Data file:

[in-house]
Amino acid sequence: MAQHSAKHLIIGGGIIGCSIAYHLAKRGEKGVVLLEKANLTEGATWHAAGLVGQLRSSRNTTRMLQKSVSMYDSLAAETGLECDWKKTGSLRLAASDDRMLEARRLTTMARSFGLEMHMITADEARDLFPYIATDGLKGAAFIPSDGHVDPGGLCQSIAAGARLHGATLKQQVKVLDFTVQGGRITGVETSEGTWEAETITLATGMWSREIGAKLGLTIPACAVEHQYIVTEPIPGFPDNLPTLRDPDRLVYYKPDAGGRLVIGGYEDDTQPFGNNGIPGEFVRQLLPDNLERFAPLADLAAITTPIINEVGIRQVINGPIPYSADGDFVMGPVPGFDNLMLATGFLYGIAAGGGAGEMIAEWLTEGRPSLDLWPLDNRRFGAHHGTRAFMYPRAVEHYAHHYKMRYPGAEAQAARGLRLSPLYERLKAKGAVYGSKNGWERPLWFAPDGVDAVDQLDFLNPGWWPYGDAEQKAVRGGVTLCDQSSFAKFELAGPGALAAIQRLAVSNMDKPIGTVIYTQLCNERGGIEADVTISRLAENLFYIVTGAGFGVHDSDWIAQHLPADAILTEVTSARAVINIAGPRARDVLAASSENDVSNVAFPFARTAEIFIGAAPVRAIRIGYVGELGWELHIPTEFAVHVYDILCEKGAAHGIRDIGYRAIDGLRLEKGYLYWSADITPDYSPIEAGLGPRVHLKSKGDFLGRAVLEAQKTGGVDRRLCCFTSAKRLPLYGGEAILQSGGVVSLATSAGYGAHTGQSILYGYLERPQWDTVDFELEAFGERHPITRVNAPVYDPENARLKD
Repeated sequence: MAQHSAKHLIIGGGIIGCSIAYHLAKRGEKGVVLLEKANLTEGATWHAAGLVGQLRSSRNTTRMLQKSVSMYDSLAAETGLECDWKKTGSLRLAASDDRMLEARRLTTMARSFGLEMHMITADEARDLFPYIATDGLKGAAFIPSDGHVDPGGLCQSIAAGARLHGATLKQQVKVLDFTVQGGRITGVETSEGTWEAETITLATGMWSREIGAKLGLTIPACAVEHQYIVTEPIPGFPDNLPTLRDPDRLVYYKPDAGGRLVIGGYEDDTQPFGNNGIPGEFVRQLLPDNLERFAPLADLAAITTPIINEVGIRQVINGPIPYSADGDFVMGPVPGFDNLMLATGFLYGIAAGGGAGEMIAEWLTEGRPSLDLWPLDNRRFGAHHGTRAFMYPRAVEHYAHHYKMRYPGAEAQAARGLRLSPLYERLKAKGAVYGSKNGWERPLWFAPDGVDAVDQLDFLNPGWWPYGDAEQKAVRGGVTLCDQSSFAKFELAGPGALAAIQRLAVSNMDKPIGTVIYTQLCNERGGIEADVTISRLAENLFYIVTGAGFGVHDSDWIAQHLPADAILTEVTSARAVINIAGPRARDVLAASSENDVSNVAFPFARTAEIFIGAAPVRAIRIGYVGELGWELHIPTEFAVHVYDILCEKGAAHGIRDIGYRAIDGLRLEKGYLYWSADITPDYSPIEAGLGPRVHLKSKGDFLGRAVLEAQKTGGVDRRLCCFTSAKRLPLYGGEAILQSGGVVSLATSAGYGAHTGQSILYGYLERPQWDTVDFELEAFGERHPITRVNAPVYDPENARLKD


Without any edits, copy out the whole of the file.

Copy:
[in-house]
Amino acid sequence: MAQHSAKHLIIGGGIIGCSIAYHLAKRGEKGVVLLEKANLTEGATWHAAGLVGQLRSSRNTTRMLQKSVSMYDSLAAETGLECDWKKTGSLRLAASDDRMLEARRLTTMARSFGLEMHMITADEARDLFPYIATDGLKGAAFIPSDGHVDPGGLCQSIAAGARLHGATLKQQVKVLDFTVQGGRITGVETSEGTWEAETITLATGMWSREIGAKLGLTIPACAVEHQYIVTEPIPGFPDNLPTLRDPDRLVYYKPDAGGRLVIGGYEDDTQPFGNNGIPGEFVRQLLPDNLERFAPLADLAAITTPIINEVGIRQVINGPIPYSADGDFVMGPVPGFDNLMLATGFLYGIAAGGGAGEMIAEWLTEGRPSLDLWPLDNRRFGAHHGTRAFMYPRAVEHYAHHYKMRYPGAEAQAARGLRLSPLYERLKAKGAVYGSKNGWERPLWFAPDGVDAVDQLDFLNPGWWPYGDAEQKAVRGGVTLCDQSSFAKFELAGPGALAAIQRLAVSNMDKPIGTVIYTQLCNERGGIEADVTISRLAENLFYIVTGAGFGVHDSDWIAQHLPADAILTEVTSARAVINIAGPRARDVLAASSENDVSNVAFPFARTAEIFIGAAPVRAIRIGYVGELGWELHIPTEFAVHVYDILCEKGAAHGIRDIGYRAIDGLRLEKGYLYWSADITPDYSPIEAGLGPRVHLKSKGDFLGRAVLEAQKTGGVDRRLCCFTSAKRLPLYGGEAILQSGGVVSLATSAGYGAHTGQSILYGYLERPQWDTVDFELEAFGERHPITRVNAPVYDPENARLKD
Repeated sequence: MAQHSAKHLIIGGGIIGCSIAYHLAKRGEKGVVLLEKANLTEGATWHAAGLVGQLRSSRNTTRMLQKSVSMYDSLAAETGLECDWKKTGSLRLAASDDRMLEARRLTTMARSFGLEMHMITADEARDLFPYIATDGLKGAAFIPSDGHVDPGGLCQSIAAGARLHGATLKQQVKVLDFTVQGGRITGVETSEGTWEAETITLATGMWSREIGAKLGLTIPACAVEHQYIVTEPIPGFPDNLPTLRDPDRLVYYKPDAGGRLVIGGYEDDTQPFGNNGIPGEFVRQLLPDNLERFAPLADLAAITTPIINEVGIRQVINGPIPYSADGDFVMGPVPGFDNLMLATGFLYGIAAGGGAGEMIAEWLTEGRPSLDLWPLDNRRFGAHHGTRAFMYPRAVEHYAHHYKMRYPGAEAQAARGLRLSPLYERLKAKGAVYGSKNGWERPLWFAPDGVDAVDQLDFLNPGWWPYGDAEQKAVRGGVTLCDQSSFAKFELAGPGALAAIQRLAVSNMDKPIGTVIYTQLCNERGGIEADVTISRLAENLFYIVTGAGFGVHDSDWIAQHLPADAILTEVTSARAVINIAGPRARDVLAASSENDVSNVAFPFARTAEIFIGAAPVRAIRIGYVGELGWELHIPTEFAVHVYDILCEKGAAHGIRDIGYRAIDGLRLEKGYLYWSADITPDYSPIEAGLGPRVHLKSKGDFLGRAVLEAQKTGGVDRRLCCFTSAKRLPLYGGEAILQSGGVVSLATSAGYGAHTGQSILYGYLERPQWDTVDFELEAFGERHPITRVNAPVYDPENARLKD